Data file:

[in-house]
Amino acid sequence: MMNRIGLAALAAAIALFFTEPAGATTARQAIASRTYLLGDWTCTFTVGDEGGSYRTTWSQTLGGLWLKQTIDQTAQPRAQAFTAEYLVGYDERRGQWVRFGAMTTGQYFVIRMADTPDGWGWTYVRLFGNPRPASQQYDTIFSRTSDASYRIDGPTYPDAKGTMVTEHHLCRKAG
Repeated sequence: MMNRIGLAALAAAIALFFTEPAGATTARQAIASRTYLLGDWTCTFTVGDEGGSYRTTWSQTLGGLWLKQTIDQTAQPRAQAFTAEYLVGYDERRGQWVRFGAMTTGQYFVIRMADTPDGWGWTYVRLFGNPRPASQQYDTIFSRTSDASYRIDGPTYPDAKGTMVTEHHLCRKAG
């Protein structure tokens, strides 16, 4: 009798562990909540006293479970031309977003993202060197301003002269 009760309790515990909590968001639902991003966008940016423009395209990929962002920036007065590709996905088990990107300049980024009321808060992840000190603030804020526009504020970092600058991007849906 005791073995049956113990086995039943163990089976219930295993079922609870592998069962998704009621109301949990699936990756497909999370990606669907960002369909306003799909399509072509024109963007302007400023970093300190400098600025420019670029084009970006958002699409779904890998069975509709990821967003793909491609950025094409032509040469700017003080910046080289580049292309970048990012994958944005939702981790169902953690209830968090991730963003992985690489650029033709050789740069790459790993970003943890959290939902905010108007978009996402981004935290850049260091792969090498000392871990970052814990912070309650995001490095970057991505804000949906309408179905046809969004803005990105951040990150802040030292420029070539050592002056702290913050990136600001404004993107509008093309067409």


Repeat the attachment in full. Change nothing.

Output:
[in-house]
Amino acid sequence: MMNRIGLAALAAAIALFFTEPAGATTARQAIASRTYLLGDWTCTFTVGDEGGSYRTTWSQTLGGLWLKQTIDQTAQPRAQAFTAEYLVGYDERRGQWVRFGAMTTGQYFVIRMADTPDGWGWTYVRLFGNPRPASQQYDTIFSRTSDASYRIDGPTYPDAKGTMVTEHHLCRKAG
Repeated sequence: MMNRIGLAALAAAIALFFTEPAGATTARQAIASRTYLLGDWTCTFTVGDEGGSYRTTWSQTLGGLWLKQTIDQTAQPRAQAFTAEYLVGYDERRGQWVRFGAMTTGQYFVIRMADTPDGWGWTYVRLFGNPRPASQQYDTIFSRTSDASYRIDGPTYPDAKGTMVTEHHLCRKAG
């Protein structure tokens, strides 16, 4: 009798562990909540006293479970031309977003993202060197301003002269 009760309790515990909590968001639902991003966008940016423009395209990929962002920036007065590709996905088990990107300049980024009321808060992840000190603030804020526009504020970092600058991007849906 005791073995049956113990086995039943163990089976219930295993079922609870592998069962998704009621109301949990699936990756497909999370990606669907960002369909306003799909399509072509024109963007302007400023970093300190400098600025420019670029084009970006958002699409779904890998069975509709990821967003793909491609950025094409032509040469700017003080910046080289580049292309970048990012994958944005939702981790169902953690209830968090991730963003992985690489650029033709050789740069790459790993970003943890959290939902905010108007978009996402981004935290850049260091792969090498000392871990970052814990912070309650995001490095970057991505804000949906309408179905046809969004803005990105951040990150802040030292420029070539050592002056702290913050990136600001404004993107509008093309067409």